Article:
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Old 08-12-2009, 09:43 AM   #1
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amordh HB User
Marriage trouble due to MS

Is anyone feeling like their always getting blamed because of having MS? I feel like I am always the scape goat for anything that isn't going my husbands way. Instead of him looking at the bright side (I am still functioning and working although part time, taking care of the house 3 kids) he is completely got the poor mes. I feel like I am being held hostage due to his mental bullying and allowing his family to interfere with our family. He has completely shut me out. Why is he staying with me? I say guilt-doesn't want to have anyone look at him and say he left his sick wife. I think I would be better off mentally without him. Although I am scared. I did get him to agree to sign up with me for a relationship workshop in Sept. I want to go to a marital counselor now who has experience with MS. Does anyone have any experience or input? I would greatly appreciate your thoughts.

 
Old 08-12-2009, 10:47 AM   #2
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mitch512u HB User
Re: Marriage trouble due to MS

amordh,
I can't imagine having a partner who is not supportive. I am blessed with a wife who is incredibly understanding. It sounds like you are on the right path with the workshop and all. Curious, how long have you been dx'd? If it hasn't been all that long perhaps your husband needs more time to adjust to this new reality. I hope the best for you and your family during these trying times.
Neil
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"I'm afraid I'm a little rusty yet." Tinman in the Wizard of Oz
Dx'd RRMS Oct.,2005

 
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Old 08-12-2009, 12:07 PM   #3
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MSJayhawk HB UserMSJayhawk HB UserMSJayhawk HB UserMSJayhawk HB UserMSJayhawk HB UserMSJayhawk HB UserMSJayhawk HB UserMSJayhawk HB UserMSJayhawk HB UserMSJayhawk HB UserMSJayhawk HB User
Re: Marriage trouble due to MS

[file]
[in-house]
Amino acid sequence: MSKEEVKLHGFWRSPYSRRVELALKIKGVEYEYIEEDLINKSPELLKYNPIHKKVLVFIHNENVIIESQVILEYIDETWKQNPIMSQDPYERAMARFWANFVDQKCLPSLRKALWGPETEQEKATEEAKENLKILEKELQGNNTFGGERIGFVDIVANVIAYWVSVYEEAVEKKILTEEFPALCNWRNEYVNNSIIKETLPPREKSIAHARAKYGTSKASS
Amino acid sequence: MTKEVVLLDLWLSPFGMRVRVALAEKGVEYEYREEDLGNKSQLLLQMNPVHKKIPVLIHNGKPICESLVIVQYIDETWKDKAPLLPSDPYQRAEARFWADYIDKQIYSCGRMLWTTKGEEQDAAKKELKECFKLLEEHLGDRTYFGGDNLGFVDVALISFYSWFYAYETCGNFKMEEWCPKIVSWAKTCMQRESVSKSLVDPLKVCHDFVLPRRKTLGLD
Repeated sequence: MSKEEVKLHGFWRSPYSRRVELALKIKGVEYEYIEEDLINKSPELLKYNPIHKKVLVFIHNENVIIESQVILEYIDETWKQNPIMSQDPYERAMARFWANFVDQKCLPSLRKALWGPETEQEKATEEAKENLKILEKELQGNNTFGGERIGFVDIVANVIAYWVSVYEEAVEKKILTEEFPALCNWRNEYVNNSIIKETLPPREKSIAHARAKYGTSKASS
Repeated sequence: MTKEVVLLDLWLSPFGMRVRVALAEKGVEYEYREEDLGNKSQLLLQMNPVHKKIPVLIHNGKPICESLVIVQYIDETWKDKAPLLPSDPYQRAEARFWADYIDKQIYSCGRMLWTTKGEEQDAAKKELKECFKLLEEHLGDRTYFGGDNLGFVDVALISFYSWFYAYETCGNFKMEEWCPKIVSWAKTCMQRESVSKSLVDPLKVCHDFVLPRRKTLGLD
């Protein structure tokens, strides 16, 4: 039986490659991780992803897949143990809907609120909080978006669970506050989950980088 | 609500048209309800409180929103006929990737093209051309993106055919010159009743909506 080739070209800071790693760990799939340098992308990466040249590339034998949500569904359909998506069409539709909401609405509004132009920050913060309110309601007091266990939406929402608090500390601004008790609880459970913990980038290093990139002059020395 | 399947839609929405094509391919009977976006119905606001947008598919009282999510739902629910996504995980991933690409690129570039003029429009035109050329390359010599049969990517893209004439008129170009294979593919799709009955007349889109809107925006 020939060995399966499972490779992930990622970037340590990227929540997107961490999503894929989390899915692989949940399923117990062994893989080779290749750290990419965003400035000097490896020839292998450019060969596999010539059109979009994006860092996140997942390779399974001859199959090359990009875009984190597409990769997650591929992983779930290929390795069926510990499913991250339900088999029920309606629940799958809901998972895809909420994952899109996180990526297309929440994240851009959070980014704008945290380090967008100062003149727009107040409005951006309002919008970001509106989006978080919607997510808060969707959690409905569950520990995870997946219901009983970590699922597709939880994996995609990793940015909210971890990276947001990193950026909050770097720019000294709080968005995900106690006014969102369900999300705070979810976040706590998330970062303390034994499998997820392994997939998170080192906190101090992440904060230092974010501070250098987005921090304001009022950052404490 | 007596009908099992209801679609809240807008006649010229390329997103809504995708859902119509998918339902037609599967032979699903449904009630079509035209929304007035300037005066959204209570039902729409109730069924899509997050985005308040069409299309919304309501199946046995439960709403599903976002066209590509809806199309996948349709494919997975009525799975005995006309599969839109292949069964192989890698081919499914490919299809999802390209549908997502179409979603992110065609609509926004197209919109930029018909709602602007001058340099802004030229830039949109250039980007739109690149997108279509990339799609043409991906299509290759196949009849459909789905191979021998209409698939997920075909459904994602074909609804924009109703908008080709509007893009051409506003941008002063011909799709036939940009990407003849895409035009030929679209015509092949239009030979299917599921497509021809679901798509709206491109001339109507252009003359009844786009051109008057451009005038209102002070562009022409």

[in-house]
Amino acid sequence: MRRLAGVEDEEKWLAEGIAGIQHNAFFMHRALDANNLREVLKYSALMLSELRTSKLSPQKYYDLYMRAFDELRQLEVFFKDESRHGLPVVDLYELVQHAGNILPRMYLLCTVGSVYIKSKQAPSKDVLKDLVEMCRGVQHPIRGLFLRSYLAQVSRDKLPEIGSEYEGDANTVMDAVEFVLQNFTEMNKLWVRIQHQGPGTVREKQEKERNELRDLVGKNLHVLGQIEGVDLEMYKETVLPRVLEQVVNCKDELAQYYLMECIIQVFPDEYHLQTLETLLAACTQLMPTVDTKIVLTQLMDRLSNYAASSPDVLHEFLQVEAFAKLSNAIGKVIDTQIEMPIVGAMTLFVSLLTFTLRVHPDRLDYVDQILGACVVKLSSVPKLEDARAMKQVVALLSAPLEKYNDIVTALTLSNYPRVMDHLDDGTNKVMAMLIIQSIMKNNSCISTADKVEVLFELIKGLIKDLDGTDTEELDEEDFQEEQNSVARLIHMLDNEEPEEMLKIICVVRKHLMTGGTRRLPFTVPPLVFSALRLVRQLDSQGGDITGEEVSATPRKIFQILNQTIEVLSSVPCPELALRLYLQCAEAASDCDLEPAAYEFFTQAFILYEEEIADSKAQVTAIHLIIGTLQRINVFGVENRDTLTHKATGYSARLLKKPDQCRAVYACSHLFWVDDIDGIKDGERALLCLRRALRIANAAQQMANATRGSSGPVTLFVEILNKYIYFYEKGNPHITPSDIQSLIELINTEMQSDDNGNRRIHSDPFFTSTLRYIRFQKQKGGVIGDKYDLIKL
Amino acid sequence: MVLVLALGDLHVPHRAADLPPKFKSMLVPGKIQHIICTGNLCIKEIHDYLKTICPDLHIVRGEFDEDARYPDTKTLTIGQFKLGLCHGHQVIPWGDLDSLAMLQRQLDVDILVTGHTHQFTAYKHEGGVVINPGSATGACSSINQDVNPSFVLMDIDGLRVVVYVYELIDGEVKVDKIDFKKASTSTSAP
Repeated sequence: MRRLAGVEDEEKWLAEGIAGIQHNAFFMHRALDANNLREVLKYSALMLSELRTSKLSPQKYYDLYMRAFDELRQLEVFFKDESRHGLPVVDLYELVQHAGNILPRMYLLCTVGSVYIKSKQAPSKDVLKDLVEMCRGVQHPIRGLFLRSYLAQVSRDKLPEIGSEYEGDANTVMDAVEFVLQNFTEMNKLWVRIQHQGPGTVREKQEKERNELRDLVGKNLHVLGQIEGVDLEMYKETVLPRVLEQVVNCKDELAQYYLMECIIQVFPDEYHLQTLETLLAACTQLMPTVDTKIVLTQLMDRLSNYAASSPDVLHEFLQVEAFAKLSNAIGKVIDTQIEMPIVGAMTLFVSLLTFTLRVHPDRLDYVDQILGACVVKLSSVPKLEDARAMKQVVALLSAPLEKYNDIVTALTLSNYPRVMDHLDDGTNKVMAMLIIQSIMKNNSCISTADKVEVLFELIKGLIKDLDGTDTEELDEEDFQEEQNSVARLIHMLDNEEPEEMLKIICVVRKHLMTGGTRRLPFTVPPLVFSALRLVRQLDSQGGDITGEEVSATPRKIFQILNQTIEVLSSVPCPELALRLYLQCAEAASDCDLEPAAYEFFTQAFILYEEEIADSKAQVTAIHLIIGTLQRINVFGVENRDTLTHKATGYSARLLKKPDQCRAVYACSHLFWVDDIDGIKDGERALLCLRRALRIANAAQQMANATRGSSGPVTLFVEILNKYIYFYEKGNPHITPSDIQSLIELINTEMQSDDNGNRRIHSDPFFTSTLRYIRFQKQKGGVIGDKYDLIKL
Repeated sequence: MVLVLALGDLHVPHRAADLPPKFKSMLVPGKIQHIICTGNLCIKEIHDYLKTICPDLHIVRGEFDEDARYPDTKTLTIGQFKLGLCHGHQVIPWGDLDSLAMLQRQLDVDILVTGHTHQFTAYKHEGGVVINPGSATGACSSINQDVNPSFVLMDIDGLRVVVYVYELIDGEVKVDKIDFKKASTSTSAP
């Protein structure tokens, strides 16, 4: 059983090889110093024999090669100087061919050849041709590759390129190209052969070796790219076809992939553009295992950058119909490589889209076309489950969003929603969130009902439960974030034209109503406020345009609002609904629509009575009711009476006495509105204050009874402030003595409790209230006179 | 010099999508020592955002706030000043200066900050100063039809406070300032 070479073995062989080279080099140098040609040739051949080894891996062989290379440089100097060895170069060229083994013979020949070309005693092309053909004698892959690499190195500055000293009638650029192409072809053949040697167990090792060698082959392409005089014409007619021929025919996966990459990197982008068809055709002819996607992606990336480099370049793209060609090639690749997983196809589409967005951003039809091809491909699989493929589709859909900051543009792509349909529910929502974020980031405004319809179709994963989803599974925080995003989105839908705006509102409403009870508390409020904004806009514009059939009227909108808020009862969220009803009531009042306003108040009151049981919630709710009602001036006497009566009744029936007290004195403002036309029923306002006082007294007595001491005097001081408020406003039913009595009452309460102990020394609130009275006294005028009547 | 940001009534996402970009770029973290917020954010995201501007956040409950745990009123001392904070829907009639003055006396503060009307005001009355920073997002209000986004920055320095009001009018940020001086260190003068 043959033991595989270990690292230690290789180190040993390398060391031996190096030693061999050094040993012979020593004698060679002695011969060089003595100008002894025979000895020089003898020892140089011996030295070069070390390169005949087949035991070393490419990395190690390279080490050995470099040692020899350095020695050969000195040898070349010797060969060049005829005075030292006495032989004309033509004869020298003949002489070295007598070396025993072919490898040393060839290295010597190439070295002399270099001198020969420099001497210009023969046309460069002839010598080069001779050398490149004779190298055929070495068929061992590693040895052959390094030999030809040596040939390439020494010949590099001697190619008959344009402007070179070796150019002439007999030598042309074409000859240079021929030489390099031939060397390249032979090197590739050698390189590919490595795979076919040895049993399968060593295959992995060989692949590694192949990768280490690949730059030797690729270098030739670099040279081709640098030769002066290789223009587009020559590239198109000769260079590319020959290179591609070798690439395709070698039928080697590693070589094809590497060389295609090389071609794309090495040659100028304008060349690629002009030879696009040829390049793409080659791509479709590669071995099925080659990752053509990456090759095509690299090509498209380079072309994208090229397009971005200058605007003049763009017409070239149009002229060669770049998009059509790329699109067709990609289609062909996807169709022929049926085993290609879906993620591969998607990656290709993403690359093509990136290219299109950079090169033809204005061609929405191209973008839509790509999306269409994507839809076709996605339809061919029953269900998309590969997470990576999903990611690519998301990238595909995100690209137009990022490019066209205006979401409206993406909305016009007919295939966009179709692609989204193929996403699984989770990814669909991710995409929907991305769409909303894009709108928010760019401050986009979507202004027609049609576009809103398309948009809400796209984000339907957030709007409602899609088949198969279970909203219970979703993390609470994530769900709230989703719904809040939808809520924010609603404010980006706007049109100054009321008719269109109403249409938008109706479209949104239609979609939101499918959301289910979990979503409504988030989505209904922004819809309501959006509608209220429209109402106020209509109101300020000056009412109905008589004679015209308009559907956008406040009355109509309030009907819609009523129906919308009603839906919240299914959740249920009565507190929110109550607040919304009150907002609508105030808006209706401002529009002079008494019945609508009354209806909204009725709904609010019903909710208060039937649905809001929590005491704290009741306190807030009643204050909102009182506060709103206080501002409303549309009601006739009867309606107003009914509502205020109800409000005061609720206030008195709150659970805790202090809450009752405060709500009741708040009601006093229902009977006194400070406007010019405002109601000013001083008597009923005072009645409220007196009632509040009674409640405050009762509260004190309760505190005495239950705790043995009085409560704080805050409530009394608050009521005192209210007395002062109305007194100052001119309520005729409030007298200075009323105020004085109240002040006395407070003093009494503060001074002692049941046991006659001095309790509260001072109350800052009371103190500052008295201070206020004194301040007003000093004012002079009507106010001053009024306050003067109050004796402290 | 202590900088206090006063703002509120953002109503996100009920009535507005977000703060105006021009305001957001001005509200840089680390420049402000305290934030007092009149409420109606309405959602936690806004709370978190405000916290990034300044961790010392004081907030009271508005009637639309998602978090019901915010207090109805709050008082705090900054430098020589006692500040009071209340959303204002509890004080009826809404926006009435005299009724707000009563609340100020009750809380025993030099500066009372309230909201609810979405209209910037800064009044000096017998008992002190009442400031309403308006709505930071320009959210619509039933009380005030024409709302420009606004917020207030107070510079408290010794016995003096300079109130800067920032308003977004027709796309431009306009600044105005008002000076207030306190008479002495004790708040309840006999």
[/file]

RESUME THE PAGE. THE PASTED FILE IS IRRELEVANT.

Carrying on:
If you do not mind another male opinion, I shall offer you mine. When growing up, guys were/are told to "act like a man"- meaning to stifle emotional displays. Guys, generally, are not verbal nor emotional creatures. Marital/Relationship workshops might help, but they could also backfire.

I would check with the local MS Association or Society about MS Family gatherings. In such a setting, your husband might be able to find the outlet he needs among other "men". Right now I think he is scared and unsure of what the future holds. My wife goes through this, especially when I am having my worst days.

Maybe your husband can get online with this board or other boards. Also, let him know that you are fine and you appreciate his support. Tell him that you do not have a fatal disease and when the day comes that you need to delegate chores, you will let him know. If you have your own pity party, he is sure to invite himself along at this time- something you do not need.

If your "ducks are in order", then he should feel more at ease. Guys are mostly fact and number driven. Leave the emotions aside and deal with facts. This will assure that your husband will not tune you out. Are their things you can do to make your home more livable? Disabled friendly lever doors, etc? These are home projects that might appeal to your husbands male spirit.

Be assured, I am keeping you in my prayers. Stay positive!!!
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Old 08-12-2009, 12:20 PM   #4
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MSNik HB UserMSNik HB UserMSNik HB UserMSNik HB UserMSNik HB UserMSNik HB UserMSNik HB UserMSNik HB UserMSNik HB UserMSNik HB UserMSNik HB User
Re: Marriage trouble due to MS

Hi there. Im also in NJ...maybe its in the water?? At one point, I also had similar feelings and problems with my husband. I did try the MS workshops, we even had the family go to a weekend "summer camp" for MSers...BIG MISTAKE! My kids saw worst case scenarios, which they werent ready to see. It scared the heck out of them. I would never take my kids to something MS related again, not unless my situation changes and makes me disabled or dependent on others.

My husband didnt change his feelings one way or another by being there.